• RLS Speaker Focused on Dismantling Racism in Medical Education

    March 21, 2024, David Mitchell — Jenny Wang, M.D., FAAFP, had a surprising answer when her parents, both physicists, asked what she wanted to be when she grew up. 

    “I said I wanted to be a nurse because I couldn’t be a doctor,” she said. “My dad asked, ‘Well, why can’t you be a doctor?’ I told him, ‘Girls can’t be doctors. Only men can be doctors.’” 

    Wang’s father responded by bringing his daughter, who was then in elementary school, to the cancer care clinic where he worked. 

    “Many of the oncologists he worked with happened to be women,” Wang said. “I remember how kind they were, and also how distressed they were to hear me say that girls can’t be doctors. I realized women could be physicians, too, and that really changed my trajectory to see that it was possible.”  

    A few decades later, Wang is breaking down barriers for others as program director of the University of Pennsylvania’s Family Medicine Residency. 

    “My goal is to mitigate and dismantle the structural racism that exists in medical education,” she said. “I want to create a safe space for our learners of color. By making this a safe space for them, we make this a safer space for everyone. There are studies highlighting that racial concordance between the clinician and the patient contributes to better outcomes, increases patient satisfaction and builds trust.” 

    In 2018, none of Penn’s first-year family medicine residents were from underrepresented groups in medicine and neither were the faculty involved in reviewing applicants. That was an inflection point for the residency, Wang said, because two-thirds of the program’s West Philadelphia patient population is Black. 

    Wang said traditional metrics used in residency application review processes are systematically biased against applicants that are underrepresented in medicine. In fall 2019, Penn’s Family Medicine Residency began developing a Systematic Holistic Application Review Process to determine which applicants to invite for interviews. SHARP, which also considers factors related to issues such as resilience, distance traveled, clinical potential, and commitment to social medicine, launched in fall 2020 for the 2021 Match.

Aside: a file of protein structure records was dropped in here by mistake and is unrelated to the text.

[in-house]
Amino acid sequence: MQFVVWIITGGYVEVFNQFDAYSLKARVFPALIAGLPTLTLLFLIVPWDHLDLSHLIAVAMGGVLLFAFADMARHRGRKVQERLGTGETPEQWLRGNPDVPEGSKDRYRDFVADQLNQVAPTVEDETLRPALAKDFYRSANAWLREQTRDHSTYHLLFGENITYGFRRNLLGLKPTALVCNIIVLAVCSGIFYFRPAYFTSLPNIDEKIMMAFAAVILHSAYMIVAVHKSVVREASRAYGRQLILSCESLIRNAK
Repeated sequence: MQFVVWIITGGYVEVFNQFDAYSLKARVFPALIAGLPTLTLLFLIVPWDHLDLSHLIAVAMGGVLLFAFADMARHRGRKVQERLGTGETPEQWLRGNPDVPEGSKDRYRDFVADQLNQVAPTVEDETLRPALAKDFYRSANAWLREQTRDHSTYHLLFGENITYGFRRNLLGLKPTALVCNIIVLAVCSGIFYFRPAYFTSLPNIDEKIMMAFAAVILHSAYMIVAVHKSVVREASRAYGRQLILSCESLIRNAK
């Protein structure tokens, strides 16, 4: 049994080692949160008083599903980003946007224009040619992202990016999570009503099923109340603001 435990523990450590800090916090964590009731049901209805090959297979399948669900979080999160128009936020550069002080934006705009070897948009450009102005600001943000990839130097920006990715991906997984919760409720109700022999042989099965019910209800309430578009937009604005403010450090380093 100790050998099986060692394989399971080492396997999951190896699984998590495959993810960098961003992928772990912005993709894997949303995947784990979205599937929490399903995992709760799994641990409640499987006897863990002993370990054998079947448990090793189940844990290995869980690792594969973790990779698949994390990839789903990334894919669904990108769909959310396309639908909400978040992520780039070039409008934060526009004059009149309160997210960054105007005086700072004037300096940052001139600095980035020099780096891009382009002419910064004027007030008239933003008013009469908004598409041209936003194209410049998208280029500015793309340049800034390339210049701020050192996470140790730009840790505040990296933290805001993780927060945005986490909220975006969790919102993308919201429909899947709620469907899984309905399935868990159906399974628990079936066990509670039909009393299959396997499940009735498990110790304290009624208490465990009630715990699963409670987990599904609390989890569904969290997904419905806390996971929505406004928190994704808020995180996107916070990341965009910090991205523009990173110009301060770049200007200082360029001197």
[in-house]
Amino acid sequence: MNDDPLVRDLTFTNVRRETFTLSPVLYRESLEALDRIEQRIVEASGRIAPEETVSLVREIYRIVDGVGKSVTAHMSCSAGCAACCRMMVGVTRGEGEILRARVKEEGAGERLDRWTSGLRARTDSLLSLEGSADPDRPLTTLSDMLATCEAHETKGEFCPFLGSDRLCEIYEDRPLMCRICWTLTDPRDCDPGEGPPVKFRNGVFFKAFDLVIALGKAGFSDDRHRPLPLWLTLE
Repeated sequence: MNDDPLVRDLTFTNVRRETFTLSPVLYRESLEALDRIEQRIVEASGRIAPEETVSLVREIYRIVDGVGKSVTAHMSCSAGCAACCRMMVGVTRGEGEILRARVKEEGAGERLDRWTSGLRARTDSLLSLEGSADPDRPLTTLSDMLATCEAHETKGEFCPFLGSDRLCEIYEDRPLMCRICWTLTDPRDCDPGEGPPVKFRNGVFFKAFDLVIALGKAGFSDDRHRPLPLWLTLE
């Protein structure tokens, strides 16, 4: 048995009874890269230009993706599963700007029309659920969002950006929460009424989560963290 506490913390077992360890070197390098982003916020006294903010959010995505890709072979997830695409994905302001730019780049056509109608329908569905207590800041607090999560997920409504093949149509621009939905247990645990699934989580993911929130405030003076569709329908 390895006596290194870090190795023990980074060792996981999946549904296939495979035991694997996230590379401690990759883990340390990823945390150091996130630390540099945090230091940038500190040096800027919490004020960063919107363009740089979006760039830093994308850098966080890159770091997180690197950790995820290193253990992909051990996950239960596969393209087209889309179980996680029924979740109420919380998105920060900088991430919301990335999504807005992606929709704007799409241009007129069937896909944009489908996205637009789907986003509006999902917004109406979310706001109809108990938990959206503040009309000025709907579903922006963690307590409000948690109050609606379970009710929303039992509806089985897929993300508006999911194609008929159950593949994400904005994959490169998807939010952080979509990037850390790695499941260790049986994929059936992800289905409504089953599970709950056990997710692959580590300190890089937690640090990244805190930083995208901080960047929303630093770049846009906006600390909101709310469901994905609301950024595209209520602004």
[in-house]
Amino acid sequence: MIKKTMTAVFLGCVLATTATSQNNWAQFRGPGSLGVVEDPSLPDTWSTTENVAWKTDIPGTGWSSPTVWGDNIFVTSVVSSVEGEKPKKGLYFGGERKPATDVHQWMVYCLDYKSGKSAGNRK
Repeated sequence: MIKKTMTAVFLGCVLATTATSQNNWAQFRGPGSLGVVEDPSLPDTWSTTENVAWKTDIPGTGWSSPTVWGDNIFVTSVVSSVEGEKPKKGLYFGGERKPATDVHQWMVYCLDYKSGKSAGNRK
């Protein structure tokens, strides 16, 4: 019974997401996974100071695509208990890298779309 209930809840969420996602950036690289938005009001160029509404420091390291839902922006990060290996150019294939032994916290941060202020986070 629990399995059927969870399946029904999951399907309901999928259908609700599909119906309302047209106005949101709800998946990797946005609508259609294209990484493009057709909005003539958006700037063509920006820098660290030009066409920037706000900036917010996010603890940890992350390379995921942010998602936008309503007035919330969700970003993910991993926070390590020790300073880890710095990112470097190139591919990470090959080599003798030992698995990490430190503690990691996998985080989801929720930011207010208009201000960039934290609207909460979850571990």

“We created a holistic rubric focused on our program’s mission,” she said, “so that we’re able to determine which applicants would be the best fit for our program and community.” 

    An article recently published in Academic Medicine comparing a four-year period before SHARP’s implementation to the two Match cycles after it was implemented shows that the proportion of Penn Family Medicine applicants who were from groups underrepresented in medicine increased from 18% to 25%, while the proportion of URiM interviewees increased from 23% to 38%, and the proportion of matched URiM residents increased from 27% to 62%. 

    Wang will give a presentation about SHARP during this year’s Residency Leadership Summit, March 25-27 in Kansas City, Mo. 

    “It has been really great because SHARP helped us interview and match residents with diverse lived experiences who are committed to reducing health disparities for our West Philadelphia community,” said Wang, who joined the program’s faculty after completing her training there in 2019. She served two years as an assistant program director before becoming program director last year. 

    Wang said Penn has made great strides in its commitment to diversity, equity and inclusivity since her intern year in 2016, when she recalled experiencing discrimination. 

    “I’m trying to improve this holistic review process because I think it’s important to bring in more physicians and more learners who come from underrepresented backgrounds, because they have unique perspectives and form trusting relationships with our patients,” she said. 

    Wang, who serves on the AAFP’s Commission on Education, is a fellow in the Association of Family Medicine Residency Directors' National Institute for Program Director Development. 

    “NIPDD teaches us how to be a program director — from finances, to how to meet ACGME requirements, to how to support learners of different stages,” she said, “and it’s also been really helpful to meet a lot of other program directors who happened to be women of color. There is a lot of imposter syndrome that comes with being in this role, and there aren’t that many family medicine program directors across the country who look like me. To be able to create a social network of support has been really helpful.”